"I have that, father," said the lad, and going to the ass he pulled its long ears; well, he pulled, and he pulled, till one of them came off in his hands; but Neddy, though he hee-hawed and he hee-hawed, let fall no half-crowns or guineas. Then the father picked up a hayfork and beat his son out of the house.
I promise you he ran; he ran and ran till he came bang against a door, and burst it open, and there he was in a joiner's shop. "You're a likely lad," said the joiner; "serve me for a twelvemonths and a day and I will pay you well." So he agreed, and served the carpenter for a year and a day. "Now," said the master, "I will give you your wage"; and he presented him with a table, telling him he had but to say, "Table, be covered," and at once it would be spread with lots to eat and drink.
Jack hitched the table on his back, and away he went with it till he came to the inn. "Well, host," shouted he, putting down the table, "my dinner to-day, and that of the best."
"Very sorry, sir," says the host, "but there is nothing in the house but ham and eggs."
"No ham and eggs for me!" exclaimed Jack. "I can do better than that.—Come, my table, be covered!"
So at once the table was spread with turkey and sausages, roast mutton, potatoes, and greens. The innkeeper opened his eyes, but he said nothing, not he! But that night he fetched down from his attic a table very like the magic one, and exchanged the two, and Jack, none the wiser, next morning hitched the worthless table on to his back and carried it home.
"Now, father, may I marry my lass?" he asked.
"Not unless you can keep her," replied the father.
"Look here!" exclaimed Jack. "Father, I have a table which does all my bidding."
"Let me see it," said the old man.
The lad set it in the middle of the room, and bade it be covered; but all in vain, the table remained bare. Then, in a rage, the father caught the warming-pan down from the wall and warmed his son's back with it so that the boy fled howling from the house, and ran and ran till he came to a river and tumbled in. A man picked him out and bade him help in making a bridge over the river by casting a tree across. Then Jack climbed up to the top of the tree and threw his weight on it, so that when the man had rooted the tree up, Jack and the tree-head dropped on the farther bank.
"Thank you," said the man; "and now for what you have done I will pay you"; so saying, he tore a branch from the tree, and fettled it up into a club with his knife. "There," exclaimed he; "take this stick, and when you say to it, 'Up, stick, and bang him,' it will knock any one down who angers you."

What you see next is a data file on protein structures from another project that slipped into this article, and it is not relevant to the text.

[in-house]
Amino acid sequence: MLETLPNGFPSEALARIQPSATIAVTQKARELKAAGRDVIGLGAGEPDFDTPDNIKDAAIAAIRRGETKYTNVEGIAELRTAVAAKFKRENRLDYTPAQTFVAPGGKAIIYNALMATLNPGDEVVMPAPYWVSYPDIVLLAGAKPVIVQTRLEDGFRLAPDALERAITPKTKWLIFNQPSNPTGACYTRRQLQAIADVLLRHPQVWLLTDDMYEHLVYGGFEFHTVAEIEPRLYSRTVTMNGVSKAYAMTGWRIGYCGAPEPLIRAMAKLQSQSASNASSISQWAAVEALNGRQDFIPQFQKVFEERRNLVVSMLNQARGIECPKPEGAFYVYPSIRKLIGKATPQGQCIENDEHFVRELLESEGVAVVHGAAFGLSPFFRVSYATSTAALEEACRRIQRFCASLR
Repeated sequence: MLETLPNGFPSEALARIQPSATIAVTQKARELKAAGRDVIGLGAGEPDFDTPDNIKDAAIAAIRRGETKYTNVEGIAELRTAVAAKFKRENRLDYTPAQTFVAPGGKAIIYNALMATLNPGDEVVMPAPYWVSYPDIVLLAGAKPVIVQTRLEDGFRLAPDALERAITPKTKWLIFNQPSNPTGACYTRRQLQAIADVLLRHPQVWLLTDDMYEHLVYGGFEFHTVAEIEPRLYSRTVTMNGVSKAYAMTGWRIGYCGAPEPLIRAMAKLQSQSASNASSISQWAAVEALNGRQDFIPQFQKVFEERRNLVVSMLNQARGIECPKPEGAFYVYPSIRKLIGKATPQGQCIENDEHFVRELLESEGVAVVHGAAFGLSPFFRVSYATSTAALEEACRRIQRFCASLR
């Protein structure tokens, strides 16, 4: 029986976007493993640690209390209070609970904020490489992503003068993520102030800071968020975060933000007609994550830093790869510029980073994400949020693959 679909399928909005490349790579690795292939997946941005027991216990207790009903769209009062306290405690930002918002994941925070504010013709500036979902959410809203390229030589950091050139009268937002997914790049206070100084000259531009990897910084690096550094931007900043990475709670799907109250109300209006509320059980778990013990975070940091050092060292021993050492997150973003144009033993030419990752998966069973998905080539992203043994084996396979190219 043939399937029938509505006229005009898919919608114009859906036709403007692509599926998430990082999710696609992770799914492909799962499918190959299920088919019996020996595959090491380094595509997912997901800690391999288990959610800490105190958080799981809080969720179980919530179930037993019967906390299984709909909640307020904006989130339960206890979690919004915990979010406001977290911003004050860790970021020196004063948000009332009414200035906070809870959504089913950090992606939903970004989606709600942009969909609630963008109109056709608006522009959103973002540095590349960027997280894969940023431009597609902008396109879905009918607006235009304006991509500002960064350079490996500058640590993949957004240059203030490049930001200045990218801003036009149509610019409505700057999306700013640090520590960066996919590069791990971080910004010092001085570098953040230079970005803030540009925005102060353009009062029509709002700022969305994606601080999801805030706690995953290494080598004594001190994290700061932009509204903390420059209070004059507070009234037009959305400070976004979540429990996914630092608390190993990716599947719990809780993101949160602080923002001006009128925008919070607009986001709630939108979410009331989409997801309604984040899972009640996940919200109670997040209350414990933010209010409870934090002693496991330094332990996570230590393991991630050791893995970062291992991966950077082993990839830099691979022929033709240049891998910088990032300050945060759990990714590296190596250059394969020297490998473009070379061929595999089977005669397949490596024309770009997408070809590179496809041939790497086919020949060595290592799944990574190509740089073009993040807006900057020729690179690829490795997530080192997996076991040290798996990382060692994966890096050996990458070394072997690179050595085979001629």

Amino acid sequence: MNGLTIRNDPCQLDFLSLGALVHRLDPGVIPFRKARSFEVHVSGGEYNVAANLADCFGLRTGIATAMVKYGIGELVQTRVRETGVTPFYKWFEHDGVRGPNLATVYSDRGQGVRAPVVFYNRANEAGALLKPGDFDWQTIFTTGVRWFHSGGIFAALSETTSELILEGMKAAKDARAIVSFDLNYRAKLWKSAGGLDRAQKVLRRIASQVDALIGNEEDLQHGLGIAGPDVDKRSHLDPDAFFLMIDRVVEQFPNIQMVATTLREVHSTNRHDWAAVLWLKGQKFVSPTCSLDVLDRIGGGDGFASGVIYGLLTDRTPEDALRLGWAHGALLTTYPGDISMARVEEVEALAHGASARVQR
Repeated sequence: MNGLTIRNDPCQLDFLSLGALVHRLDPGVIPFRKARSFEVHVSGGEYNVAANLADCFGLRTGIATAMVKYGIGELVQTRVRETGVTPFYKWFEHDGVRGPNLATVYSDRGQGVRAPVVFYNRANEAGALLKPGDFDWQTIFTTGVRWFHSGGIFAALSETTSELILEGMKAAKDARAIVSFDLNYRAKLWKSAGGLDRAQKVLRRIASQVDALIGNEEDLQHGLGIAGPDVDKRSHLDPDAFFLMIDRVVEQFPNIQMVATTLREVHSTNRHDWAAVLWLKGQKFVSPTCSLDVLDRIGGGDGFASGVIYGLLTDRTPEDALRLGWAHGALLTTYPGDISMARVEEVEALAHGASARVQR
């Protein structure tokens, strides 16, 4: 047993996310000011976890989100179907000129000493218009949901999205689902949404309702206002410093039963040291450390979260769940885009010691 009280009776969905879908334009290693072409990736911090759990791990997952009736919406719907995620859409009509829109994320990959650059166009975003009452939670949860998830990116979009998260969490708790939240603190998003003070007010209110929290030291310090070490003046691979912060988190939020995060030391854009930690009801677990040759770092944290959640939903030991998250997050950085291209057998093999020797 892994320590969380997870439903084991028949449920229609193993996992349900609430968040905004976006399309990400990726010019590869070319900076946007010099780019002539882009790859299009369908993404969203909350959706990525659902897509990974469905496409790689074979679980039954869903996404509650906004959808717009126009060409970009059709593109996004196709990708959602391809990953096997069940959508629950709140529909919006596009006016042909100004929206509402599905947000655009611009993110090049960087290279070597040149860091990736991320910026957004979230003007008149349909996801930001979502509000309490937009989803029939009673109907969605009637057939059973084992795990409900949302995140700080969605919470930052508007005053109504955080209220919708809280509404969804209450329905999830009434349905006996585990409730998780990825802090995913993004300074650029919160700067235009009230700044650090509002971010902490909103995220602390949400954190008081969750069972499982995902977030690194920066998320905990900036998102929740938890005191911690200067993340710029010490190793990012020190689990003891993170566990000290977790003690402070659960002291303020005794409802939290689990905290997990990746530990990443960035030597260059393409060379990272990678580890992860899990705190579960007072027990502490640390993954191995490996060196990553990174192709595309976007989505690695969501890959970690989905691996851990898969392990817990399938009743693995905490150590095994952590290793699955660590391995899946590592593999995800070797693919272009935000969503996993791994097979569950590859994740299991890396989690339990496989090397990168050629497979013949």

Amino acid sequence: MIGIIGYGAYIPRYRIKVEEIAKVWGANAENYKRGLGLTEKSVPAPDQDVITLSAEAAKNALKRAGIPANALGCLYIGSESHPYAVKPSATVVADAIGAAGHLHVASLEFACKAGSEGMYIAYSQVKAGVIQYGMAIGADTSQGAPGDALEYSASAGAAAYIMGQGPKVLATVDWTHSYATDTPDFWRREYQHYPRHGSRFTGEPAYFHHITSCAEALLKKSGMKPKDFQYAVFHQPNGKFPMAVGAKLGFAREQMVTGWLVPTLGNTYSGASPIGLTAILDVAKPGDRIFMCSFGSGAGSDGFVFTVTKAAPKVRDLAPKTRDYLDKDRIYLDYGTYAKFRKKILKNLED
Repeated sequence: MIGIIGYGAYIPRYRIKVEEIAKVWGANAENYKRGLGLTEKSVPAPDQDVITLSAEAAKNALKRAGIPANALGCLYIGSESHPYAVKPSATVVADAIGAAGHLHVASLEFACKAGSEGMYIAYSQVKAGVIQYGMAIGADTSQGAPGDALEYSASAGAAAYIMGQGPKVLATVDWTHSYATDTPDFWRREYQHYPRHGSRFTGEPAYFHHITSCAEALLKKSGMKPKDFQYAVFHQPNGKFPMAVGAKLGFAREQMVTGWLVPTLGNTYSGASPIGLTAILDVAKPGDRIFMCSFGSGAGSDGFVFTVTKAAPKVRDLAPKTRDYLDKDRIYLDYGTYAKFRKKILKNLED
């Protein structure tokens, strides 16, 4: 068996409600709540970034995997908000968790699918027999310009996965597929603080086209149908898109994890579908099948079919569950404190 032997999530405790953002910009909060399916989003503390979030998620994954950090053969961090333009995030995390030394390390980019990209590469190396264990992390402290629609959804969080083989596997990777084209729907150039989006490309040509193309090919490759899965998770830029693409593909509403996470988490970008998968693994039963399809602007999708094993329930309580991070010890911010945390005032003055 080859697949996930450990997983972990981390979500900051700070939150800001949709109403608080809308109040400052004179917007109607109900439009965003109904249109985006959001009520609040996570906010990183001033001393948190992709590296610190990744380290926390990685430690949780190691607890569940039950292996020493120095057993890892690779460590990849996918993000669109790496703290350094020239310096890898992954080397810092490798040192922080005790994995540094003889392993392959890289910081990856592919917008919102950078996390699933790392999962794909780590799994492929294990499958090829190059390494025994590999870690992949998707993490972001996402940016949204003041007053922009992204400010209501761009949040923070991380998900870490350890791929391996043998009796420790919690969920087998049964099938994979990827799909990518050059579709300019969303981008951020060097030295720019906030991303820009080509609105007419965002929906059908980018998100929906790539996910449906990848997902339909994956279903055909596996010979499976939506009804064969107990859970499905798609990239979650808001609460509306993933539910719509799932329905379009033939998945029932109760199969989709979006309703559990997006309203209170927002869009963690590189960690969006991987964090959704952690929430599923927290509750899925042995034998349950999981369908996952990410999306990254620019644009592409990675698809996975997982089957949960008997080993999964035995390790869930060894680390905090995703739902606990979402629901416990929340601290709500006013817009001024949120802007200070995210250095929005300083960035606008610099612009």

The lad was overjoyed to get this stick, for he had begun to see he had been tricked by the innkeeper, so away he went with it to the inn, and as soon as the man appeared he cried:
"Up, stick, and bang him!"
At the word the cudgel flew from his hand and battered the old fellow on the back, rapped his head, bruised his arms, tickled his ribs, till he fell groaning on the floor; and still the stick belaboured the prostrate man, nor would Jack call it off till he had got back the stolen ass and table. Then he galloped home on the ass, with the table on his shoulders, and the stick in his hand. When he arrived there he found his father was dead, so he brought his ass into the stable, and pulled its ears till he had filled the manger with money.
It was soon known through the town that Jack had returned rolling in wealth, and accordingly all the girls in the place set their caps at him.
"Now," said Jack, "I shall marry the richest lass in the place; so to-morrow do you all come in front of my house with your money in your aprons."
Next morning the street was full of girls with aprons held out, and gold and silver in them; but Jack's own sweetheart was among them, and she had neither gold nor silver; nought but two copper pennies, that was all she had.
"Stand aside, lass," said Jack to her, speaking roughly. "Thou hast no silver nor gold—stand off from the rest." She obeyed, and the tears ran down her cheeks, and filled her apron with diamonds.
"Up, stick, and bang them!" exclaimed Jack; whereupon the cudgel leaped up, and running along the line of girls, knocked them all on the heads and left them senseless on the pavement. Jack took all their money and poured it into his true-love's lap. "Now, lass," he exclaimed, "thou art the richest, and I shall marry thee."
THE WELL OF THE WORLD'S END
Once upon a time, and a very good time it was, though it wasn't in my time, nor in your time, nor any one else's time, there was a girl whose mother had died, and her father had married again. And her stepmother hated her because she was more beautiful than she was. And she was very cruel to her; she used to make her do all the servant's work, and never let her have any peace. At last, one day, the stepmother thought to get rid of her altogether; so she handed her a sieve and said to her: